What's the Coalition's record on tackling tax evasion and avoidance?
"... this Government is failing to tackle tax avoidance and evasion. The amount of uncollected tax rose last year and the Chancellor's Swiss tax deal has raised less than a quarter of the revenues promised"
Shabana Mahmood MP, Shadow Exchequer Secretary to the Treasury, Labour press release
Following the Chancellor's announcement this week of new plans to tackle tax evasion, Labour hit back by pointing to the government's record so far, saying it "simply isn't good enough".
Measuring the amount of tax which goes uncollected is notoriously difficult, and Labour's claim is right only due to a slight increase in the estimated 'tax gap' of £1 billion. Given the uncertainty behind the figures, this might not even be a genuine rise.
Labour is right to point out the government's 'Swiss tax deal' has raised little of what it initially forecast, but the party's figures are incomplete: it's more like a third than a quarter.
£1 billion more in tax is going uncollected since the election
We don't actually have that much information on the government's current record: HM Revenue and Customs (HMRC) still hasn't estimated how much potential tax was lost in the 2012-13 or 2013-14 financial years. The data we do have suggests there's been a slight rise in the amount which goes uncollected.
HMRC estimates it lost £35 billion in potential tax revenues in 2011-12, slightly more than it estimated went uncollected in its first year in office (£34 billion in 2010-11).
There's a great deal of uncertainty behind these estimates: HMRC has to make lots of assumptions about the tax it's owed, such as working out how many traders are taking cash-in-hand payments and not declaring their full income, as well as dealing with inevitable errors people make on their tax returns.
HMRC doesn't publish all the details on how uncertain these estimates are, but it does suggest that VAT losses alone (worth £11 billion of the £35 billion total) could range between £450 million higher or lower than the published figure.
So a difference of £1 billion across all the estimates isn't necessarily all that meaningful.
Over the long-term, less tax is going uncollected
The Treasury gets more in tax receipts each year, so we might expect the amount of uncollected tax to be growing. In fact, the £35 billion is roughly the same 'tax gap' - in cash terms - as there's been in every year since 2005.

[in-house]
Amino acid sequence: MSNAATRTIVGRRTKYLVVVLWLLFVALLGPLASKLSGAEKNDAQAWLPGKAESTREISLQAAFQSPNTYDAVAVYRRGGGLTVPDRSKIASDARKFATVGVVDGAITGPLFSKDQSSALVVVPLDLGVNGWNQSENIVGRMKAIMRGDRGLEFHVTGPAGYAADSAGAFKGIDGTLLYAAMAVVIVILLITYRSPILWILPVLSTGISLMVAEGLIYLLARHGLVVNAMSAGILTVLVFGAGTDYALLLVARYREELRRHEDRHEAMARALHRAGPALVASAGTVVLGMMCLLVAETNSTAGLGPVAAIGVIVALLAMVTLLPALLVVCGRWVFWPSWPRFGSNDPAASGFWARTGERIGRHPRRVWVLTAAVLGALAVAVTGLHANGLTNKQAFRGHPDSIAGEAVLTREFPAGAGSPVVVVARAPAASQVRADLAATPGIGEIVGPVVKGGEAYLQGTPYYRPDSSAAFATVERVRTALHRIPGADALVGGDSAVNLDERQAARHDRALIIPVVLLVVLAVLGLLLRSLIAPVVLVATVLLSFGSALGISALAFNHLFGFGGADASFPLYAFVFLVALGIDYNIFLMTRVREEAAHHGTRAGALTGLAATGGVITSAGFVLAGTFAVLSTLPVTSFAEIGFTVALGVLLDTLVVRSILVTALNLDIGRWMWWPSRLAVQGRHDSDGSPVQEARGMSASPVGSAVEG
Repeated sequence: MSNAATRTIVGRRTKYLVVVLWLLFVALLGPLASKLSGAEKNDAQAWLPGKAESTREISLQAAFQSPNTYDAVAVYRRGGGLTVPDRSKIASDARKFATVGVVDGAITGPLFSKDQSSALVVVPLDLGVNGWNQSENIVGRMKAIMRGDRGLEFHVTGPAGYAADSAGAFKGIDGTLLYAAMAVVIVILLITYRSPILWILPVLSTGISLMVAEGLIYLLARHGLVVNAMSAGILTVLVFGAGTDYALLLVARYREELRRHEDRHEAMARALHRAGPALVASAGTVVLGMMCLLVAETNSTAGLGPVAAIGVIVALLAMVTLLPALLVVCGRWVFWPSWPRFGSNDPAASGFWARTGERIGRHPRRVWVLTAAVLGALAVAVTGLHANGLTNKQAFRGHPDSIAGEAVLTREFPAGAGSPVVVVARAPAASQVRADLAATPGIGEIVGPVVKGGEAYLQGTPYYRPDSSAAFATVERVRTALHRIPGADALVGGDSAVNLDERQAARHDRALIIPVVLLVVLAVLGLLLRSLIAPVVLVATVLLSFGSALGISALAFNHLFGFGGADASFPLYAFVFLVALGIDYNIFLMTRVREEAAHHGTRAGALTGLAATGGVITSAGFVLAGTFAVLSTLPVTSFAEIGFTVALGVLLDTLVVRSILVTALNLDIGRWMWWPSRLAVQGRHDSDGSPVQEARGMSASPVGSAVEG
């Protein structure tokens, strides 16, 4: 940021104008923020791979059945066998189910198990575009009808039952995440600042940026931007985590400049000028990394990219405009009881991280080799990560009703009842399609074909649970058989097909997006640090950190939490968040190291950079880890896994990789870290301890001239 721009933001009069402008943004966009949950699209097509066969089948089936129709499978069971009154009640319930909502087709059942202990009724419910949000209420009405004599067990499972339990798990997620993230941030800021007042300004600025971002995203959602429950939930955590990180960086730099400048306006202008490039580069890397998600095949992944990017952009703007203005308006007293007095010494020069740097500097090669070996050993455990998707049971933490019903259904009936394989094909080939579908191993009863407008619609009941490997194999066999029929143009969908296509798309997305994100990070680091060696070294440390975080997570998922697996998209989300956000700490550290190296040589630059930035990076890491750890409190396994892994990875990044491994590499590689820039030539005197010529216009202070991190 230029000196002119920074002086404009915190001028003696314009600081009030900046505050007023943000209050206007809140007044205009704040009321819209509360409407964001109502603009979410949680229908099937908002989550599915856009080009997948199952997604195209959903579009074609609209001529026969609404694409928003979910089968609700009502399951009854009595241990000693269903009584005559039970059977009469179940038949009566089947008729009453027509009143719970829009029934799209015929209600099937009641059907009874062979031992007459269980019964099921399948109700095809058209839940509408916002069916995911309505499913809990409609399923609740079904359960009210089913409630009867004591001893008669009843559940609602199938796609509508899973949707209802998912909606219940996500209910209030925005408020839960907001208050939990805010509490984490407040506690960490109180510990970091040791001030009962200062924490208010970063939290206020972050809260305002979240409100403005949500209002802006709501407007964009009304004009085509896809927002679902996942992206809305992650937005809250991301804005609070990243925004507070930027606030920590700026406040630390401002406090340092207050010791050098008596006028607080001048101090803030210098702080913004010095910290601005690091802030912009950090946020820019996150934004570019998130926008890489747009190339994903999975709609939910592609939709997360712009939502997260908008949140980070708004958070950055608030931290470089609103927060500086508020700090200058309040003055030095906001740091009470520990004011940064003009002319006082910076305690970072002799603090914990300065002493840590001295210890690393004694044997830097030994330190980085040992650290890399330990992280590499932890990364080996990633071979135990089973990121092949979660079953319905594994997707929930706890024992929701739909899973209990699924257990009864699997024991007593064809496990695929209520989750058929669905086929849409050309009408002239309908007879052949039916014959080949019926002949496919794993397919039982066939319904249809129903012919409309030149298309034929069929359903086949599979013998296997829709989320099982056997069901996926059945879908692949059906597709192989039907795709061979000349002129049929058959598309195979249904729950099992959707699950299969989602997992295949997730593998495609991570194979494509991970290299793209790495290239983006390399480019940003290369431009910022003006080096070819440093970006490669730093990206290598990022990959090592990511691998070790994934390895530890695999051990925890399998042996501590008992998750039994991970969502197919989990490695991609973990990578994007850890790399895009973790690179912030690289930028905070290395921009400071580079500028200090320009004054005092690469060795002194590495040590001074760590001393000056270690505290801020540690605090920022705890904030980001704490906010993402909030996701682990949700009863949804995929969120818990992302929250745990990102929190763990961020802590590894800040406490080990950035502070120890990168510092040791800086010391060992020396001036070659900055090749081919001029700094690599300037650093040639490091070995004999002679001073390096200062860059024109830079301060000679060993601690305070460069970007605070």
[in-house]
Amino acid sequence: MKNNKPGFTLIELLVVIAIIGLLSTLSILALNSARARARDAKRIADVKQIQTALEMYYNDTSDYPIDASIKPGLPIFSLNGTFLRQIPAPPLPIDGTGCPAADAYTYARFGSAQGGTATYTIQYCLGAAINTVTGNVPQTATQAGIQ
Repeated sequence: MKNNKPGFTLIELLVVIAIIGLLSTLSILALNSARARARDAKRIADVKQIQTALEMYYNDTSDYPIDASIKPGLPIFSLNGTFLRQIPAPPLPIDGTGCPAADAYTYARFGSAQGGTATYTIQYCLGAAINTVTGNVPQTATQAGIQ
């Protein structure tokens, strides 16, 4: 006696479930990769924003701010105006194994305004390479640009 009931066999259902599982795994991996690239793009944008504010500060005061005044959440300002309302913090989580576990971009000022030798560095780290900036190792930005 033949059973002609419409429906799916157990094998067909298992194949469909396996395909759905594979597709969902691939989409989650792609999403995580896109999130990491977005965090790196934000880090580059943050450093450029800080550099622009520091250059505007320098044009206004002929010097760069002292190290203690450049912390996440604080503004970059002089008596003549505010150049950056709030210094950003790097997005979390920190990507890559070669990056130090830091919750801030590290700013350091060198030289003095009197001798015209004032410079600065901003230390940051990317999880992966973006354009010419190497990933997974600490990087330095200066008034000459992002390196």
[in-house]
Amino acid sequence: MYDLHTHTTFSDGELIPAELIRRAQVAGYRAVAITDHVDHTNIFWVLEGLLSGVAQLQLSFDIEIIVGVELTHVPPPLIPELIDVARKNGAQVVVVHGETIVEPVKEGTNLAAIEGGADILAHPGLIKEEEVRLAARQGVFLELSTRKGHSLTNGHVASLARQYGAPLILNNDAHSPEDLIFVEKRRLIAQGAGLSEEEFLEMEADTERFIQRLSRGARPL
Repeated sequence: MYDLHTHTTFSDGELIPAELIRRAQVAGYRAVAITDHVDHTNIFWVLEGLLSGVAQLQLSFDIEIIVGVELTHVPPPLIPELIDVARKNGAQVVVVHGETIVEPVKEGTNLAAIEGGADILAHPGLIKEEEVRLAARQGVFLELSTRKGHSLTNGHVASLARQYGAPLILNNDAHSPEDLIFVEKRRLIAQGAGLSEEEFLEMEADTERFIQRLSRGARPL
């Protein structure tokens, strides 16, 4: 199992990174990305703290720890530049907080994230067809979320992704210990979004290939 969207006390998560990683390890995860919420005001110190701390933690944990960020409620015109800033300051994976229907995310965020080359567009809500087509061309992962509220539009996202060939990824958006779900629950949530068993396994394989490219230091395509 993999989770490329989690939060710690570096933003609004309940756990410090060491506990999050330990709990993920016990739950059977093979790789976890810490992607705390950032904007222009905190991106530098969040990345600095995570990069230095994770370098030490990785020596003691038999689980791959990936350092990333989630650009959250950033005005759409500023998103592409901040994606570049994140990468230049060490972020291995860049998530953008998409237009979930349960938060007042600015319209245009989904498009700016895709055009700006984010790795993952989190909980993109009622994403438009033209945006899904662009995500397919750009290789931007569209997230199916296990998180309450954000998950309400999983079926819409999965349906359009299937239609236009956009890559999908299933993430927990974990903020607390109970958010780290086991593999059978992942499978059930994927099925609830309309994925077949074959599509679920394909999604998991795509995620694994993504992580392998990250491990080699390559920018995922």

HMRC estimates that the proportion of the tax it's owed which goes uncollected is falling.
The 'largest tax evasion settlement in UK history' wasn't as large as first thought
In 2011 the UK and Swiss governments negotiated an agreement on tax enforcement, which meant that previously unpaid tax held in Switzerland by people living in the UK would be taxed retrospectively. It came into effect at the start of 2013.
The government hailed this as the "largest tax evasion settlement in UK history" in its 2012 Autumn Statement, and estimated the policy would recoup "over £5 billion over the next six years".
But this turned out to be wrong. The Office for Budget Responsibility said in December last year that the total amount of money gained as a result of the agreement would only be £1.9 billion over the same period.
So far - up to the end of the 2013-14 financial year - about a third of the initial estimate is expected to have been recouped.
Labour's claim that less than a quarter of the expected money has been redeemed is based on separate estimates suggesting that about £800 million has been made so far.
These are correct but can't be compared with the government's original forecasts: they don't include money collected by HMRC or a separate disclosure facility in Liechtenstein, which were factored in to the original Treasury forecasts. They've been worth another £200 million.
The OBR suggested that the initial figures had overestimated the value of assets that British people held in Switzerland, overestimated the level of illegal behaviour that was taking place, and that people may have tried to get around the rules before they came into effect.
So looked at as a whole, less money has been made than expected, but it's not the scale of gap that Labour makes out.